The problems of today are constantly criticized under the label of capitalism, but fiat money has warped free market interactions.
This is an opinion editorial by Hannah Wolfman-Jones, author of “System Override: How Bitcoin, Blockchain, Free Speech, & Free Tech Can Change Everything” and founder of We The Web.
Capitalism is controversial these days. Many look at societal problems today and lay the blame squarely at the feet of capitalism. What these crusaders who proudly label themselves as “anti-capitalists” fail to realize is the global fiat system we have today is not really capitalism.
Under capitalism in its pure form, people with capital invest in businesses and ventures that they believe have merit and thus are likely to generate returns. Investors need to make difficult prudent judgments and take on the risk of losing big. Their capital — when invested in a successful business — allows for the creation of services, goods and jobs that are desired by people, making the profits awarded to successful investors just. Through investors in a free market, worthy ventures can get the capital they need to launch or expand a successful business, increasing prosperity across society in a meritocratic manner.
Unfortunately, this system has been greatly disrupted as the decentralized judgements by millions of independent actors in a free marketplace have been supplanted by the unilateral judgements of a few bureaucrats. Under the fiat monetary system, money itself is controlled by a small cabal of unelected economists and bankers. Capitalism is all about free markets. When it comes to our money itself, the currencies used, their supply and interest rates are not market-determined but rather calibrated by bureaucrats. This is not capitalism.
So, instead of spending all their considerable analytical efforts looking at possible business ventures and market needs, savvy capital allocators must follow and predict the actions of central banks, whose edicts can tip entire economies into bear or bull runs. “Don’t fight the Fed,” is an old mantra on Wall Street referring to the idea that investments must align with the current monetary policies of the Federal Reserve to be successful. Investors thus have to follow and theorize around the actions of unelected, unaccountable, powerful centralized actors such as the Chair of the Federal Reserve Jerome Powell. This creates wasted effort and a huge misallocation of resources as the capital available to value-generating businesses fluctuates hugely on the words of one man — Powell — whose actions these businesses do not control. For example, Powell’s speech on August 26, 2022 precipitated a drop in the Dow Jones Industrial Average, the S&P 500, and the Nasdaq Composite of 3.03%, 3.37%, and 3.94% respectively — a staggering fall for just one day. This greatly hinders the meritocratic value creation of capitalism: Savvy investors must make decisions based on Powell’s words rather than a business’s value.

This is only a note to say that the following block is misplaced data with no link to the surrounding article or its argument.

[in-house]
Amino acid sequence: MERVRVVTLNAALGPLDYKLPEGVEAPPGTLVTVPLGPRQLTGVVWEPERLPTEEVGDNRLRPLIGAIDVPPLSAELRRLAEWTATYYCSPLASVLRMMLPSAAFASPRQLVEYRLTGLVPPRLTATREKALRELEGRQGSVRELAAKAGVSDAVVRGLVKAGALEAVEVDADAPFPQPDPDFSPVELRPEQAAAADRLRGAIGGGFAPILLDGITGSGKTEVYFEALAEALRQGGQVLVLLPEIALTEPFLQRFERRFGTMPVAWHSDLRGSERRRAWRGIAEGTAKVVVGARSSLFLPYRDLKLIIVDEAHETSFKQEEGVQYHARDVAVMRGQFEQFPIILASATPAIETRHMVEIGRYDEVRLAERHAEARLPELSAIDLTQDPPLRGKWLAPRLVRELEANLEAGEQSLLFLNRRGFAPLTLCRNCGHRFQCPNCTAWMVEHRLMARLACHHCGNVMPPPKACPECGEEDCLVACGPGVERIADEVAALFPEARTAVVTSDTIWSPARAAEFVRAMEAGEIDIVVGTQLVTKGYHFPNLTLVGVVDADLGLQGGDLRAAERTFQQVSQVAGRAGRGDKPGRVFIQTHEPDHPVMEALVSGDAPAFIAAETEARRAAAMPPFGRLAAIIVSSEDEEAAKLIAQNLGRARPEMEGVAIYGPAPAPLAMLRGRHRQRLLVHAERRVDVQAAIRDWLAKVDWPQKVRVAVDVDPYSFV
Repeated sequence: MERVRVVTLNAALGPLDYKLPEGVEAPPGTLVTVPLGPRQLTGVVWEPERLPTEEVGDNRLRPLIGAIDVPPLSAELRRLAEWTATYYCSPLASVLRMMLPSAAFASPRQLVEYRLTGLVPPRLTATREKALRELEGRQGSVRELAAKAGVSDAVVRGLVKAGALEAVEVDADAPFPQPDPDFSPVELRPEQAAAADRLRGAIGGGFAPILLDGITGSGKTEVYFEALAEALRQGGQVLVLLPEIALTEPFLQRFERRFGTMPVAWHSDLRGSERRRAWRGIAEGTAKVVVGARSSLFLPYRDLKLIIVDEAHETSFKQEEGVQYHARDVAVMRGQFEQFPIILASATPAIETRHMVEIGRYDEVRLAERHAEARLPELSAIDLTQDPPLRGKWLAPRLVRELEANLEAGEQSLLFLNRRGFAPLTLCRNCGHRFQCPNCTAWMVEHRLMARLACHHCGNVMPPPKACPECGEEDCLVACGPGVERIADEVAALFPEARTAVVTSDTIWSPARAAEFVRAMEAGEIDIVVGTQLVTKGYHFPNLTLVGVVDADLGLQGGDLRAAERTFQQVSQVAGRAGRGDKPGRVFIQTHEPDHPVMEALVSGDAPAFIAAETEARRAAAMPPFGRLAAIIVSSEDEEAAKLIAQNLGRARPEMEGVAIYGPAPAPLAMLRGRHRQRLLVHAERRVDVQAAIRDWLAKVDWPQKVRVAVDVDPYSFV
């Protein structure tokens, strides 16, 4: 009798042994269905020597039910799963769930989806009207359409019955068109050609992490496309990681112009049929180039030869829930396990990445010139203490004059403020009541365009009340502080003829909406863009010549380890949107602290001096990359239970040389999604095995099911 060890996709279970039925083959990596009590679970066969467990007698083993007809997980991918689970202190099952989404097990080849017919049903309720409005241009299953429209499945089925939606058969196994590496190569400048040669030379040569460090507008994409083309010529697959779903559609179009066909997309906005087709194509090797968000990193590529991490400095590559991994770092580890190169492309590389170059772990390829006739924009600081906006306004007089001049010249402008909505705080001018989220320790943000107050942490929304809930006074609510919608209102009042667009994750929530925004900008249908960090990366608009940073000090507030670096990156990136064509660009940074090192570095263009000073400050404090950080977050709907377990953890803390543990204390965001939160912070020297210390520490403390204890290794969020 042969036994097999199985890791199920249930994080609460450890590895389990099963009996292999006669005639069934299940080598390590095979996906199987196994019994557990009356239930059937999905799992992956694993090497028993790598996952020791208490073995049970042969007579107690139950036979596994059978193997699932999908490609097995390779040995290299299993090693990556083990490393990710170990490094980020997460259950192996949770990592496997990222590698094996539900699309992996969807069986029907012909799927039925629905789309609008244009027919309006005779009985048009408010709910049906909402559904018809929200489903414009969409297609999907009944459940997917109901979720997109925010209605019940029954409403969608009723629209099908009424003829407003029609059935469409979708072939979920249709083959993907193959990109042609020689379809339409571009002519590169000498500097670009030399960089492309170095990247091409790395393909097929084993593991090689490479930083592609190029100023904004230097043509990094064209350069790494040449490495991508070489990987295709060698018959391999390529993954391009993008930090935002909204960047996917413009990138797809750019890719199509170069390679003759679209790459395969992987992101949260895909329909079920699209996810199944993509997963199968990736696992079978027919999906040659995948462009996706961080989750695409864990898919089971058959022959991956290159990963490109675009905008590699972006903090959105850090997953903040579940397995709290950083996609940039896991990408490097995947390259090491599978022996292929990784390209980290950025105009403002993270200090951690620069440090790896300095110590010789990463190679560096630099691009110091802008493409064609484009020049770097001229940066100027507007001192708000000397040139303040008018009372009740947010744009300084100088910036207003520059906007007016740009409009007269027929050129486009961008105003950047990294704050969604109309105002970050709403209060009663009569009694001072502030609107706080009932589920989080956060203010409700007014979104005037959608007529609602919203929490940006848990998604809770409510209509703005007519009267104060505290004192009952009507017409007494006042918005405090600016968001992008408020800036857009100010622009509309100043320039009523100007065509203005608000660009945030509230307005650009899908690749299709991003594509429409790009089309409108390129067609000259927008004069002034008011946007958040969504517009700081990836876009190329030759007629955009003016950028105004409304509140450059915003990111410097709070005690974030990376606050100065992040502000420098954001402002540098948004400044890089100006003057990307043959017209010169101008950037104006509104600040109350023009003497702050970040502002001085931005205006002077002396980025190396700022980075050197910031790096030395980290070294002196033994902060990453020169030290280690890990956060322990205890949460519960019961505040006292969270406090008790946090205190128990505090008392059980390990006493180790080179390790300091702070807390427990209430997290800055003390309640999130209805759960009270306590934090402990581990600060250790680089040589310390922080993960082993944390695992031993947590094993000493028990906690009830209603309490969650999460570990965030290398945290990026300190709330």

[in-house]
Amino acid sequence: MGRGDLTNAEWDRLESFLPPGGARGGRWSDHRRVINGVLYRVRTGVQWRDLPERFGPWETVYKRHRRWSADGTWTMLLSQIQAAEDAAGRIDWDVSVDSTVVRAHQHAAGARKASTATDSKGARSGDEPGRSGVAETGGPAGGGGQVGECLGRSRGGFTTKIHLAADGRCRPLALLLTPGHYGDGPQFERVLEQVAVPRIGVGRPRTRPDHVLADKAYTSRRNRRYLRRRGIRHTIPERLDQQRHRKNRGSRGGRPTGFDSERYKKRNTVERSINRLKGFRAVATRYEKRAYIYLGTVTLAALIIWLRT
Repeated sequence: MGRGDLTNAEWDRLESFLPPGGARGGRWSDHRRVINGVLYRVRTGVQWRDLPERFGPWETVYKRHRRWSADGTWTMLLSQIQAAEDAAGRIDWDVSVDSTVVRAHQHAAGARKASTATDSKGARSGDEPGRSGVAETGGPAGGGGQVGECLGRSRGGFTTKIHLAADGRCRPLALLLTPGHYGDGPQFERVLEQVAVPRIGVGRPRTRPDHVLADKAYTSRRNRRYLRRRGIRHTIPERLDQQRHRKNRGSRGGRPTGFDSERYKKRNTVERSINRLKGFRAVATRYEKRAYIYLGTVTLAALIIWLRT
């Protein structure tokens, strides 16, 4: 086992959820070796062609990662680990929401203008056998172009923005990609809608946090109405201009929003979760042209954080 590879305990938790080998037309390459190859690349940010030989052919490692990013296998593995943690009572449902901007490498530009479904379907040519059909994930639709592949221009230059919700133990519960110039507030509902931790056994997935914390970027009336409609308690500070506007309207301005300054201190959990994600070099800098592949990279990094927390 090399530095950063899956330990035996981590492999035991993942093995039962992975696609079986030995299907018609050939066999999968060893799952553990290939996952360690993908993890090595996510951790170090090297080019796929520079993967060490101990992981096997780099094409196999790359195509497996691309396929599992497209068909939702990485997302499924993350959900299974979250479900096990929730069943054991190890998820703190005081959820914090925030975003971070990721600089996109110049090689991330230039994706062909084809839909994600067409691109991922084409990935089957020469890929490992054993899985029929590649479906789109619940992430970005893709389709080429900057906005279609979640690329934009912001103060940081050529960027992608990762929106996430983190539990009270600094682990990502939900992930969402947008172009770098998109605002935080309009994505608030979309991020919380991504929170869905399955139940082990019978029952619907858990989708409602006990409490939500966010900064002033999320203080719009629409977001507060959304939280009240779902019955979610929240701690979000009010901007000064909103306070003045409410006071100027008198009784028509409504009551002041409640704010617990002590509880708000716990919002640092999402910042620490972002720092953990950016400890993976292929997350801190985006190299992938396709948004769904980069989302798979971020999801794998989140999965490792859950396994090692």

Moreover, under the fiat system, designated legal tenders such as the U.S. dollar are in a perpetual state of inflation. This inflation forces ordinary people looking to save money to risk their capital on investments or else watch their purchasing power be steadily eaten away. Thus, people who are not investors, who lack the skill and desire to risk their capital on business ventures, are forced to do so. Without a venture they believe in for investment, hard-working normal people put their money in indexes and mutual funds. “Zombie companies,” — economically unviable companies that survive through investments while failing to deliver sufficient products and services to the market to cover their costs — can persist for many years due to their inclusion in these indexes and funds. These “zombie companies” receive passive investments from ordinary people who do not know company fundamentals but are forced to invest in indexes and mutual funds to preserve their savings in the face of constant fiat inflation.
If Bitcoin were adopted globally, it would provide hard money that does not depreciate in value long-term. Thus, ordinary people could save in Bitcoin rather than risk their retirements on companies they themselves have not evaluated through mutual funds and indexes. Moreover, the monetary policy of Bitcoin is transparently baked into its code rather than being controlled by powerful central bankers. In a world where Bitcoin dominated over fiat, investors could once again turn all their attention to finding ventures of merit rather than hanging on every word of the Fed. This would largely restore the prosperity-creating engine of capitalism — the least terrible economic system we have.
This is a guest post by Hannah Wolfman-Jones. Opinions expressed are entirely their own and do not necessarily reflect those of BTC Inc or Bitcoin Magazine.